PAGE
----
Everyone on Friends knew it was going to be a massive hit, says Matthew Perry in an extract from his new memoir in The Times. The summer before the first season aired in 1994, the director, Jimmy Burrows, flew me and the others to Las Vegas and gave us $100 each. “Your lives are going to utterly change,” Jimmy said, “so do some things in public now because once you’re as famous as you’re about to be, you’ll never be able to do them again.” We did exactly that: “got drunk and gambled and wandered through the casinos, just six close strangers on a weekend trip, unknown to anyone”.
Fame had its advantages, of course. At the height of the show’s success, I briefly dated Julia Roberts, then the most famous actress in the world. The courtship was bizarre. Because she was filming in France, the whole thing was done by “daily faxes”. Hundreds of them. Sometimes, I would cut short a conversation at a party so I could “race home and see if a new fax had arrived”. Eventually, early one morning, Julia’s tone “veered romantic”. This was it. I called over a friend, who helped me compose and send a suitable reply. “Then we stood there by the fax machine looking at each other.” After 10 minutes, it whirred into life. The fax consisted of Julia’s phone number and two words: “Call me.”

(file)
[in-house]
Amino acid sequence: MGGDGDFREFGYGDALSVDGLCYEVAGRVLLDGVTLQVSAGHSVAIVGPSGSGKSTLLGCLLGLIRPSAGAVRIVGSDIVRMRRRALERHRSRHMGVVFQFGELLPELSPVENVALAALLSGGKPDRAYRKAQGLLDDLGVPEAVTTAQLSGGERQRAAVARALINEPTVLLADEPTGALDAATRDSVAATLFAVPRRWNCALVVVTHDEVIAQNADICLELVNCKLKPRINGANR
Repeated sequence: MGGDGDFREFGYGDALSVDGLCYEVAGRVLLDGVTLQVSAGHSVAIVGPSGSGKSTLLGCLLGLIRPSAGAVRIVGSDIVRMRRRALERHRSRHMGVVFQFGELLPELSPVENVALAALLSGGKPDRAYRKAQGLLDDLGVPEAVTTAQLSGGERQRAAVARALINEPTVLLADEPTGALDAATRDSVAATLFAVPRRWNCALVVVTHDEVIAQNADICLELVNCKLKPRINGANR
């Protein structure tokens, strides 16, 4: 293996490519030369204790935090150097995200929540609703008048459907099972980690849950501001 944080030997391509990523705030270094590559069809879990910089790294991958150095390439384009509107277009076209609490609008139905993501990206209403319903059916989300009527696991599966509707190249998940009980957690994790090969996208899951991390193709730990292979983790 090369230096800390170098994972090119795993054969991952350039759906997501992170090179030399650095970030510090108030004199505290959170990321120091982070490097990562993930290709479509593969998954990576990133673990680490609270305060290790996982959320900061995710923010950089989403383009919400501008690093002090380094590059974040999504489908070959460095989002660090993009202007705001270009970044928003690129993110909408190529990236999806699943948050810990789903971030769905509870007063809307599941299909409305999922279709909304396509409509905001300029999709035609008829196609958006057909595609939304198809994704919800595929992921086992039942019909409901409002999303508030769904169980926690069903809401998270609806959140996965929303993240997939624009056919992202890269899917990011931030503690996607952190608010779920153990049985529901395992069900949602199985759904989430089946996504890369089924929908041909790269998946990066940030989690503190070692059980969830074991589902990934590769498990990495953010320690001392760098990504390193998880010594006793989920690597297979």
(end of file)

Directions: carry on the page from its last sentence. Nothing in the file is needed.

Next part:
Friends, Lovers and the Big Terrible Thing is published on Tuesday